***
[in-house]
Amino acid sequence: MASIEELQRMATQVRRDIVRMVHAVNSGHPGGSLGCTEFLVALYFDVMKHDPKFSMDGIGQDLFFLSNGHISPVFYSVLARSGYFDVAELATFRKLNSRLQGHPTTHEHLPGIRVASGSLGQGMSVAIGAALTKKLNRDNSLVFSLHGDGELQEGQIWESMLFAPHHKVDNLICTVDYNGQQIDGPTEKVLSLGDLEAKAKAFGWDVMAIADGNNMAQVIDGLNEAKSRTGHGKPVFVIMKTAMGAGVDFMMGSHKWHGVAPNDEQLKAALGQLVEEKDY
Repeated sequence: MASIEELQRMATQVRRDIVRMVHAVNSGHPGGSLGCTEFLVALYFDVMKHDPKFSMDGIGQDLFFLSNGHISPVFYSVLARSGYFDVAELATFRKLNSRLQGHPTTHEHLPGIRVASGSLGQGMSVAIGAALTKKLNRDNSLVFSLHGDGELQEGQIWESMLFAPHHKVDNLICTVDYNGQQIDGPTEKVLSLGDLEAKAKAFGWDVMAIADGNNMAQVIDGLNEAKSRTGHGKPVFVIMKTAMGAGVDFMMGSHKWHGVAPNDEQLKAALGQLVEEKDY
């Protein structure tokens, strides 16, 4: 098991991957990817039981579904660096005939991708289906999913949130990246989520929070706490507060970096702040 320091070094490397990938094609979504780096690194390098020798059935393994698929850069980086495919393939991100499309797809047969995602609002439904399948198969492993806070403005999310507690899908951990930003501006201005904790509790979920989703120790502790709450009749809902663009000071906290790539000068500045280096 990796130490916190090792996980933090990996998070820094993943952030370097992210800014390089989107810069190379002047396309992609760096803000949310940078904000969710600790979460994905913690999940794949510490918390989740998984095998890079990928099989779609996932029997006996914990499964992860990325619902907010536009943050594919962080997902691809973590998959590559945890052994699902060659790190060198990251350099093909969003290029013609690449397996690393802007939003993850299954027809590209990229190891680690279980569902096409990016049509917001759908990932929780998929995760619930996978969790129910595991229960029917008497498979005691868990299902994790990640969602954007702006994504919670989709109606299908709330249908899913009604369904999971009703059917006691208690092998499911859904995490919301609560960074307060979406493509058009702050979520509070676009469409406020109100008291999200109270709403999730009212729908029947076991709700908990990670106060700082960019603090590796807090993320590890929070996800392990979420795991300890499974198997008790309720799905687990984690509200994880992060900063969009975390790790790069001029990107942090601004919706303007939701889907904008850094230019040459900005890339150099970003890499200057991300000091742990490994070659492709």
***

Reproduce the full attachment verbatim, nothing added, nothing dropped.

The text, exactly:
[in-house]
Amino acid sequence: MASIEELQRMATQVRRDIVRMVHAVNSGHPGGSLGCTEFLVALYFDVMKHDPKFSMDGIGQDLFFLSNGHISPVFYSVLARSGYFDVAELATFRKLNSRLQGHPTTHEHLPGIRVASGSLGQGMSVAIGAALTKKLNRDNSLVFSLHGDGELQEGQIWESMLFAPHHKVDNLICTVDYNGQQIDGPTEKVLSLGDLEAKAKAFGWDVMAIADGNNMAQVIDGLNEAKSRTGHGKPVFVIMKTAMGAGVDFMMGSHKWHGVAPNDEQLKAALGQLVEEKDY
Repeated sequence: MASIEELQRMATQVRRDIVRMVHAVNSGHPGGSLGCTEFLVALYFDVMKHDPKFSMDGIGQDLFFLSNGHISPVFYSVLARSGYFDVAELATFRKLNSRLQGHPTTHEHLPGIRVASGSLGQGMSVAIGAALTKKLNRDNSLVFSLHGDGELQEGQIWESMLFAPHHKVDNLICTVDYNGQQIDGPTEKVLSLGDLEAKAKAFGWDVMAIADGNNMAQVIDGLNEAKSRTGHGKPVFVIMKTAMGAGVDFMMGSHKWHGVAPNDEQLKAALGQLVEEKDY
């Protein structure tokens, strides 16, 4: 098991991957990817039981579904660096005939991708289906999913949130990246989520929070706490507060970096702040 320091070094490397990938094609979504780096690194390098020798059935393994698929850069980086495919393939991100499309797809047969995602609002439904399948198969492993806070403005999310507690899908951990930003501006201005904790509790979920989703120790502790709450009749809902663009000071906290790539000068500045280096 990796130490916190090792996980933090990996998070820094993943952030370097992210800014390089989107810069190379002047396309992609760096803000949310940078904000969710600790979460994905913690999940794949510490918390989740998984095998890079990928099989779609996932029997006996914990499964992860990325619902907010536009943050594919962080997902691809973590998959590559945890052994699902060659790190060198990251350099093909969003290029013609690449397996690393802007939003993850299954027809590209990229190891680690279980569902096409990016049509917001759908990932929780998929995760619930996978969790129910595991229960029917008497498979005691868990299902994790990640969602954007702006994504919670989709109606299908709330249908899913009604369904999971009703059917006691208690092998499911859904995490919301609560960074307060979406493509058009702050979520509070676009469409406020109100008291999200109270709403999730009212729908029947076991709700908990990670106060700082960019603090590796807090993320590890929070996800392990979420795991300890499974198997008790309720799905687990984690509200994880992060900063969009975390790790790069001029990107942090601004919706303007939701889907904008850094230019040459900005890339150099970003890499200057991300000091742990490994070659492709």